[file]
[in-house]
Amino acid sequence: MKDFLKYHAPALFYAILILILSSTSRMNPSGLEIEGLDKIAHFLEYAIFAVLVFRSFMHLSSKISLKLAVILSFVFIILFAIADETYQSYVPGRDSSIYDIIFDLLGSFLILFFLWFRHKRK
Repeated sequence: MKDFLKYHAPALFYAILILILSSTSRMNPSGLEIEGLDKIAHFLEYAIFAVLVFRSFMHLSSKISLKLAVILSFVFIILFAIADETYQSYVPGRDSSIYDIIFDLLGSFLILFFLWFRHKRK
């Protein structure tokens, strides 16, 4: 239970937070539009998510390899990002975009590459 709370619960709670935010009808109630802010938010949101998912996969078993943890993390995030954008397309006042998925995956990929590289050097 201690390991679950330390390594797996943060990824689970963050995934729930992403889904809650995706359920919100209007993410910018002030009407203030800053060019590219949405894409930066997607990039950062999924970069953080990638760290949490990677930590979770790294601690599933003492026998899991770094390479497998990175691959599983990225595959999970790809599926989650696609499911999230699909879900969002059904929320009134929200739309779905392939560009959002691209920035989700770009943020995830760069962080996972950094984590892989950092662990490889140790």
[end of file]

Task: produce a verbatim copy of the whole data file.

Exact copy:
[in-house]
Amino acid sequence: MKDFLKYHAPALFYAILILILSSTSRMNPSGLEIEGLDKIAHFLEYAIFAVLVFRSFMHLSSKISLKLAVILSFVFIILFAIADETYQSYVPGRDSSIYDIIFDLLGSFLILFFLWFRHKRK
Repeated sequence: MKDFLKYHAPALFYAILILILSSTSRMNPSGLEIEGLDKIAHFLEYAIFAVLVFRSFMHLSSKISLKLAVILSFVFIILFAIADETYQSYVPGRDSSIYDIIFDLLGSFLILFFLWFRHKRK
């Protein structure tokens, strides 16, 4: 239970937070539009998510390899990002975009590459 709370619960709670935010009808109630802010938010949101998912996969078993943890993390995030954008397309006042998925995956990929590289050097 201690390991679950330390390594797996943060990824689970963050995934729930992403889904809650995706359920919100209007993410910018002030009407203030800053060019590219949405894409930066997607990039950062999924970069953080990638760290949490990677930590979770790294601690599933003492026998899991770094390479497998990175691959599983990225595959999970790809599926989650696609499911999230699909879900969002059904929320009134929200739309779905392939560009959002691209920035989700770009943020995830760069962080996972950094984590892989950092662990490889140790």